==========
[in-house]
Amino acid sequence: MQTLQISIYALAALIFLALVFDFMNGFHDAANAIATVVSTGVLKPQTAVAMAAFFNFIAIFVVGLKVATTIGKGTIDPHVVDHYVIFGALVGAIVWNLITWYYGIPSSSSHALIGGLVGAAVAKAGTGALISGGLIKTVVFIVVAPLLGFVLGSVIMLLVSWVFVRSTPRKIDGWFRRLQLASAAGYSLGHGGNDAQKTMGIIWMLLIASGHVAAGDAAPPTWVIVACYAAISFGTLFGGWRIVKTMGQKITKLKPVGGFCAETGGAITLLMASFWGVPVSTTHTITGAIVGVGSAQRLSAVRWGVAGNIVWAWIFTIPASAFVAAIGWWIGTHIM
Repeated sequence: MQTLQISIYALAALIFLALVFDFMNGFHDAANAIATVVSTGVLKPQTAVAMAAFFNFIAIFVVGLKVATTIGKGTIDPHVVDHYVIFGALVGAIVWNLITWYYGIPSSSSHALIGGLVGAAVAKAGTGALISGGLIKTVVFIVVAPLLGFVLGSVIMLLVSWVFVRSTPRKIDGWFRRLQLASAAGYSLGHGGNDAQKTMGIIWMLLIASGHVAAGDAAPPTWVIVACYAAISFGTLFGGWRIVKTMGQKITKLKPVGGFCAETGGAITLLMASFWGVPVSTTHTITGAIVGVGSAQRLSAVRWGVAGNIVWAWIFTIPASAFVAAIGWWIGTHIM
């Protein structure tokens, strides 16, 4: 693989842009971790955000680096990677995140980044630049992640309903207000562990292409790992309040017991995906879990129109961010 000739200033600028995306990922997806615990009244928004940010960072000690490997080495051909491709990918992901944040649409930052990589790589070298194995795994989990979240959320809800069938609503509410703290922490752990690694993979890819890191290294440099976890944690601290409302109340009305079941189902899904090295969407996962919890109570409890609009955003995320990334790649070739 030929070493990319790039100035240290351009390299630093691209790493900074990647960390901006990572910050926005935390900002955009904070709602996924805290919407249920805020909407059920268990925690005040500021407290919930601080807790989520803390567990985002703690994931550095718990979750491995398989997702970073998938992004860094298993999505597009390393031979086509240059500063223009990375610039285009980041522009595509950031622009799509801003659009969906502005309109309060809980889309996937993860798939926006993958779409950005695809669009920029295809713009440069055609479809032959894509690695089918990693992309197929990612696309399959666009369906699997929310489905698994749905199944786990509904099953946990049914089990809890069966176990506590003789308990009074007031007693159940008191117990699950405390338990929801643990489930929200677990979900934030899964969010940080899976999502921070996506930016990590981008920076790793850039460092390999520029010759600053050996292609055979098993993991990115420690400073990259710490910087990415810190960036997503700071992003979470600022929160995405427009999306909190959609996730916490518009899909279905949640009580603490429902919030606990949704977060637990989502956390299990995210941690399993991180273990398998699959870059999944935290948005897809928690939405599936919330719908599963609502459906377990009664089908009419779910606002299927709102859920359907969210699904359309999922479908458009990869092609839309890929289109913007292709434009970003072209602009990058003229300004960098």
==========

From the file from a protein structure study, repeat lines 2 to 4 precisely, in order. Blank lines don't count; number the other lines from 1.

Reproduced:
Amino acid sequence: MQTLQISIYALAALIFLALVFDFMNGFHDAANAIATVVSTGVLKPQTAVAMAAFFNFIAIFVVGLKVATTIGKGTIDPHVVDHYVIFGALVGAIVWNLITWYYGIPSSSSHALIGGLVGAAVAKAGTGALISGGLIKTVVFIVVAPLLGFVLGSVIMLLVSWVFVRSTPRKIDGWFRRLQLASAAGYSLGHGGNDAQKTMGIIWMLLIASGHVAAGDAAPPTWVIVACYAAISFGTLFGGWRIVKTMGQKITKLKPVGGFCAETGGAITLLMASFWGVPVSTTHTITGAIVGVGSAQRLSAVRWGVAGNIVWAWIFTIPASAFVAAIGWWIGTHIM
Repeated sequence: MQTLQISIYALAALIFLALVFDFMNGFHDAANAIATVVSTGVLKPQTAVAMAAFFNFIAIFVVGLKVATTIGKGTIDPHVVDHYVIFGALVGAIVWNLITWYYGIPSSSSHALIGGLVGAAVAKAGTGALISGGLIKTVVFIVVAPLLGFVLGSVIMLLVSWVFVRSTPRKIDGWFRRLQLASAAGYSLGHGGNDAQKTMGIIWMLLIASGHVAAGDAAPPTWVIVACYAAISFGTLFGGWRIVKTMGQKITKLKPVGGFCAETGGAITLLMASFWGVPVSTTHTITGAIVGVGSAQRLSAVRWGVAGNIVWAWIFTIPASAFVAAIGWWIGTHIM
């Protein structure tokens, strides 16, 4: 693989842009971790955000680096990677995140980044630049992640309903207000562990292409790992309040017991995906879990129109961010 000739200033600028995306990922997806615990009244928004940010960072000690490997080495051909491709990918992901944040649409930052990589790589070298194995795994989990979240959320809800069938609503509410703290922490752990690694993979890819890191290294440099976890944690601290409302109340009305079941189902899904090295969407996962919890109570409890609009955003995320990334790649070739 030929070493990319790039100035240290351009390299630093691209790493900074990647960390901006990572910050926005935390900002955009904070709602996924805290919407249920805020909407059920268990925690005040500021407290919930601080807790989520803390567990985002703690994931550095718990979750491995398989997702970073998938992004860094298993999505597009390393031979086509240059500063223009990375610039285009980041522009595509950031622009799509801003659009969906502005309109309060809980889309996937993860798939926006993958779409950005695809669009920029295809713009440069055609479809032959894509690695089918990693992309197929990612696309399959666009369906699997929310489905698994749905199944786990509904099953946990049914089990809890069966176990506590003789308990009074007031007693159940008191117990699950405390338990929801643990489930929200677990979900934030899964969010940080899976999502921070996506930016990590981008920076790793850039460092390999520029010759600053050996292609055979098993993991990115420690400073990259710490910087990415810190960036997503700071992003979470600022929160995405427009999306909190959609996730916490518009899909279905949640009580603490429902919030606990949704977060637990989502956390299990995210941690399993991180273990398998699959870059999944935290948005897809928690939405599936919330719908599963609502459906377990009664089908009419779910606002299927709102859920359907969210699904359309999922479908458009990869092609839309890929289109913007292709434009970003072209602009990058003229300004960098």